Relational Boundaries

Very often when new understanding breaks upon the Church, believers preach, teach, and organise themselves in line with that new understanding. But sometimes a movement goes too far, or grasps new ideas with incomplete understanding, and so there may be unintended consequences. People mean well, but find there are some unexpected outcomes which have to be corrected.

With a breakthrough in understanding regarding sonship, and the relational aspect of Christianity, here are some guidelines to prevent things going too far and becoming what they were never intended to be.

  1. The Place of Jesus. In all we do, we seek to know Christ, reveal Christ and love the way Christ loved. In everything we do in relationships, it must continue to be this way.
  2. The Brotherhood Context. Even though we teach father-son relationships in the church, and encourage believers to see themselves as a son who should walk with a father in the ministry, we must also be clear that the Church is principally a brotherhood. These ideas are not exclusive and don’t’ push each other out. So no matter what your position in the Body, you are loved, you are accepted, you are honoured, and you are equal. You are no less in Christ if you don’t have a spiritual father or son, or haven’t experienced these things yourself.
  3. Careful Speech and Terminology. The use of the words father and son is only needed to describe how it works. It’s not needed, and shouldn’t be used in real life for titles, or referring to people. The important thing is the relationship itself. Jesus also said not to call anyone Father, so it also emphasizes this important point. When praying for someone who may be a spiritual son or something, we always refer to them as our brother or sister in the Lord. We don’t make things hierarchical, we are equals, and we include people and love them with our language too.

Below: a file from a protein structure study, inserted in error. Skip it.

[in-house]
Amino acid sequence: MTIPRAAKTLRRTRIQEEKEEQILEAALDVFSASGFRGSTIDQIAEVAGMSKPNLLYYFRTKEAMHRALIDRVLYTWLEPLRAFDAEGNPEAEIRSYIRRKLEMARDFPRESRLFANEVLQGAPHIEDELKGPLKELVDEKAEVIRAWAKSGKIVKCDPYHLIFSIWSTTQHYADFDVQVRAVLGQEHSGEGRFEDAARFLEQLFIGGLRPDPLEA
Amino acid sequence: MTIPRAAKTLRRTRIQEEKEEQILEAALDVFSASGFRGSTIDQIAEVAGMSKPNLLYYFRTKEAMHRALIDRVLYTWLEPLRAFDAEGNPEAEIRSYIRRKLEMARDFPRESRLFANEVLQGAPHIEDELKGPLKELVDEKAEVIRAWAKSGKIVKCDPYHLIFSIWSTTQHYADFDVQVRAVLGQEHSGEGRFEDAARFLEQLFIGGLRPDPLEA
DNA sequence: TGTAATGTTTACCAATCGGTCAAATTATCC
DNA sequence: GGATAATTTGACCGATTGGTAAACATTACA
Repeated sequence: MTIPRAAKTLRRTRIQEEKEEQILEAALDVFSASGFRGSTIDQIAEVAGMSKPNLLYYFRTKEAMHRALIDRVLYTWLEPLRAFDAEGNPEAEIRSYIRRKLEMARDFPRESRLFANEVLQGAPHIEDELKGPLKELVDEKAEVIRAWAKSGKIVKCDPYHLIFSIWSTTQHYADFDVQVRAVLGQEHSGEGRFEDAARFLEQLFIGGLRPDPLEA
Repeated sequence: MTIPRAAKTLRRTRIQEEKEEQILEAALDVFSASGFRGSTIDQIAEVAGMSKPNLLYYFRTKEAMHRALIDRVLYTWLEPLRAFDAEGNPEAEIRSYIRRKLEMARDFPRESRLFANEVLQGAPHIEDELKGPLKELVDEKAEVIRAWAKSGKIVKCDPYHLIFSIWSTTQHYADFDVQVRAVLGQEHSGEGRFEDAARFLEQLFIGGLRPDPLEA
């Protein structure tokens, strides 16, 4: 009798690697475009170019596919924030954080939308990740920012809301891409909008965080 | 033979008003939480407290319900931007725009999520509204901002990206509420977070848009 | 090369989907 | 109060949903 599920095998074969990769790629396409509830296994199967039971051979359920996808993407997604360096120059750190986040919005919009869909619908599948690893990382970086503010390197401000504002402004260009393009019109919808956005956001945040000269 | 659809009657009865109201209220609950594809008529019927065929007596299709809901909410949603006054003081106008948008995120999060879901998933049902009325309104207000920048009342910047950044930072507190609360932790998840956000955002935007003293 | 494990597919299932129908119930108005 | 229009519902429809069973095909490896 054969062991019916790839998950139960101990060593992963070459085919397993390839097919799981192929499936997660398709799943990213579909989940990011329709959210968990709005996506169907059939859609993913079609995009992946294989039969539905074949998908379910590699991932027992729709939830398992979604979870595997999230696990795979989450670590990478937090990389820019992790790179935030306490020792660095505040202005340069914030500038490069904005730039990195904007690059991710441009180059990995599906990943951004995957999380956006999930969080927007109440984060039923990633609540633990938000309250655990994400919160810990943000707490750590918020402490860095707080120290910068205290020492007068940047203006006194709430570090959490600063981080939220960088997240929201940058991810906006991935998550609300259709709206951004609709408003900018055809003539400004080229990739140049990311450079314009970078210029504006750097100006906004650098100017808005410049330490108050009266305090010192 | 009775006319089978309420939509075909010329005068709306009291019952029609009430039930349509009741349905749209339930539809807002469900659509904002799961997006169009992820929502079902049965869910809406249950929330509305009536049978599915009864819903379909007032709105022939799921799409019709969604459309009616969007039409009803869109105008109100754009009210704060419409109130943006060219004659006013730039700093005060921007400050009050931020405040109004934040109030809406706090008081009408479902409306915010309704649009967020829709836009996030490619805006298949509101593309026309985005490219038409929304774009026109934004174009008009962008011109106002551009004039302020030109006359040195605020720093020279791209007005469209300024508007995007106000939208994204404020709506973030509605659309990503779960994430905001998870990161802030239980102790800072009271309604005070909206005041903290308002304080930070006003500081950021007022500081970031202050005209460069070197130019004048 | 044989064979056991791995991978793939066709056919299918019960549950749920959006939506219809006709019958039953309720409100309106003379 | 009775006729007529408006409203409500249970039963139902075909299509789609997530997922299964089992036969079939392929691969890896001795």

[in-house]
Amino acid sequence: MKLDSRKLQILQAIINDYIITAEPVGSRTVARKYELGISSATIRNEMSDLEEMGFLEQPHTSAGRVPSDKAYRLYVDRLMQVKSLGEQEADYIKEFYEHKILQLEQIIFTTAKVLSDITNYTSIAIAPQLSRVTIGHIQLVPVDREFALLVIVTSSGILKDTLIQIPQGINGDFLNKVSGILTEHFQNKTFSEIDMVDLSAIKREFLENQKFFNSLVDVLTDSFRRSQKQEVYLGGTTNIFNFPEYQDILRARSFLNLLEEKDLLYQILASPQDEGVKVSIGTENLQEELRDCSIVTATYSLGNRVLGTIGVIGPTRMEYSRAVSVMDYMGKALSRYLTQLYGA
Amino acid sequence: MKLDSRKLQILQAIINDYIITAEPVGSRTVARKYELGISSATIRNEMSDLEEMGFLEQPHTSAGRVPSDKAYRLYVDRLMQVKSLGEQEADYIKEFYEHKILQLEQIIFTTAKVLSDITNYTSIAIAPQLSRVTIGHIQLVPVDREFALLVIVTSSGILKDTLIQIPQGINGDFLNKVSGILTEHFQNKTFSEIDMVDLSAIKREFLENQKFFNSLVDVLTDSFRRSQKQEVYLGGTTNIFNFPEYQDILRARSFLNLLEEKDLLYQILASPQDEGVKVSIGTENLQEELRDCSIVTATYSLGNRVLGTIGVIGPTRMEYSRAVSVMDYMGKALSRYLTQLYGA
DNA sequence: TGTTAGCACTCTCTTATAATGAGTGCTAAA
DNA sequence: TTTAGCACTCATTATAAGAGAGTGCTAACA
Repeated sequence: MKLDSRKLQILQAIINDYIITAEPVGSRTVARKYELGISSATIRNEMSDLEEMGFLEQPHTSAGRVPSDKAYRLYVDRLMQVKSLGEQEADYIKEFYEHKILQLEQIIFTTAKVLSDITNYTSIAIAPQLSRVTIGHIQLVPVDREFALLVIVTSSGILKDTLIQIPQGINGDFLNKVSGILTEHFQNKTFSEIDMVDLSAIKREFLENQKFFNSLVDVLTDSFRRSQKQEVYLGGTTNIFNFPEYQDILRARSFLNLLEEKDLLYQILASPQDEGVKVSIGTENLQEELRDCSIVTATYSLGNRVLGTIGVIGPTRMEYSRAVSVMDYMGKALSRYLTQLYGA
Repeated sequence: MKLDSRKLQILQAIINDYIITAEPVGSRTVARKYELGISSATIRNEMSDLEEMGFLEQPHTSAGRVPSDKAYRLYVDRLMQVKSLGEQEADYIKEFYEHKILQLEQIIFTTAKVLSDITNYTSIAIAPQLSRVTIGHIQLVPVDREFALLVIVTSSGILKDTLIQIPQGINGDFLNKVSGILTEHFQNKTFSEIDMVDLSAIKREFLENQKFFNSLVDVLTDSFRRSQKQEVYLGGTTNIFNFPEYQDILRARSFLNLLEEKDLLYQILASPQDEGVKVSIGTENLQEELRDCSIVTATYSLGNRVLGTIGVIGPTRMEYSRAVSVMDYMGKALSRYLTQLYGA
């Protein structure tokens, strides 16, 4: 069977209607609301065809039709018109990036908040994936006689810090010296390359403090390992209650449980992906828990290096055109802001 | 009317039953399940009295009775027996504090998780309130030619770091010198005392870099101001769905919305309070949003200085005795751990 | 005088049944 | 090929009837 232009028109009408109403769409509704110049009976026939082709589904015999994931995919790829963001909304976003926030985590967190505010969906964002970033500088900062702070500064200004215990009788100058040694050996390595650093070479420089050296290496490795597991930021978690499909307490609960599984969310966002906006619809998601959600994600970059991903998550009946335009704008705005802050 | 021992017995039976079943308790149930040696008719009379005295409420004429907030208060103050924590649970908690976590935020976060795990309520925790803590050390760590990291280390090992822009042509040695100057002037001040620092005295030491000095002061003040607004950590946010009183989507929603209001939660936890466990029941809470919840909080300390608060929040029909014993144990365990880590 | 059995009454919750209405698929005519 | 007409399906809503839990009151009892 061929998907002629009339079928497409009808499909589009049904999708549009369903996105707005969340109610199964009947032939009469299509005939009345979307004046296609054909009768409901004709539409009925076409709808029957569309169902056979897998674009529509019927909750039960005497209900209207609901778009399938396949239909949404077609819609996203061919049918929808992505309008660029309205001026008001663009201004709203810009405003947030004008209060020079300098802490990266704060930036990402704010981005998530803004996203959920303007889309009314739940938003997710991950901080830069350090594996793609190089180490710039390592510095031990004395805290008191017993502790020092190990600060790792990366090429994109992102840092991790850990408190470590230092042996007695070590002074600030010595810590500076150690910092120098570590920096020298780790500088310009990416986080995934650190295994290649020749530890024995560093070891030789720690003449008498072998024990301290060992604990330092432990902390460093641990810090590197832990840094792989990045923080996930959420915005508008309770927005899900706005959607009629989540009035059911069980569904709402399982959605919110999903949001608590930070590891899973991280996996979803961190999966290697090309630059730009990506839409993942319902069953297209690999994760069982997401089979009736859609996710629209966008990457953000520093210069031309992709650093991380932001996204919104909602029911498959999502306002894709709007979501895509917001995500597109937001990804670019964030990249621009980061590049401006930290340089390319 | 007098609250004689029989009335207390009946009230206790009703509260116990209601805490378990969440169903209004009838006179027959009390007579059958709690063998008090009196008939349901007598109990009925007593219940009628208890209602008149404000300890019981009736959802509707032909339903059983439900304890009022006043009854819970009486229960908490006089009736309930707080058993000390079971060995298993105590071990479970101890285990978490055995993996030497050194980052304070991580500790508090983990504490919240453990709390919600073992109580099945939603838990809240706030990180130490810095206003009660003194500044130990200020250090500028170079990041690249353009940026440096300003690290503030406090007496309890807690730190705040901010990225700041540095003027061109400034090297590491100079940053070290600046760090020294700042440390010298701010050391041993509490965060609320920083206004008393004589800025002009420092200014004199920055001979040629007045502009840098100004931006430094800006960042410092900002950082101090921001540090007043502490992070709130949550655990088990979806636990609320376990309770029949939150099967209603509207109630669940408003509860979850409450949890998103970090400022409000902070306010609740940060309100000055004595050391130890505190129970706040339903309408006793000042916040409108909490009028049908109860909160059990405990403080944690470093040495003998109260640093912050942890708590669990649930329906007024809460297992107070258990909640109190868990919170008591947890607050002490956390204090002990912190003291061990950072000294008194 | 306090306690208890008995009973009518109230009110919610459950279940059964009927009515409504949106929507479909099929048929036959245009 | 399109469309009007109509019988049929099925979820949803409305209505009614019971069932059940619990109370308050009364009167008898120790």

4. Don’t Make Claims Over People. This is mainly for leaders. Don’t claim to be somebody’s father, or the right to be their father, and don’t go around claiming sons. Just be a father if you are one, and serve them, at least until your personal maturity, and the genuineness of your relationship is evident and established.
  5. Principle of Freedom. Allow room for people to come and go and to serve, try to serve and to fail. Give people space, don’t control them or put on them burdens, hierarchical demands or impose systems.
  6. Relationships are Inclusive, not Exclusive. We are not locking people out of “special relationships” that they cannot be a part of. We include people, make them loved and welcome. We are a family, the Body of Christ. Nobody who seeks God is denied belonging.
  7. Sonship is a Grace and not a duty. We are not forcing people into sonship. No-one has to do this.

In the end it is all about love. The father-son concept (sonship) is really seeking to see God and be like God. Not everyone gets it this way, and we seek to love all and include all people no matter if they understand, agree, or not. We are all God’s family and we belong to each other.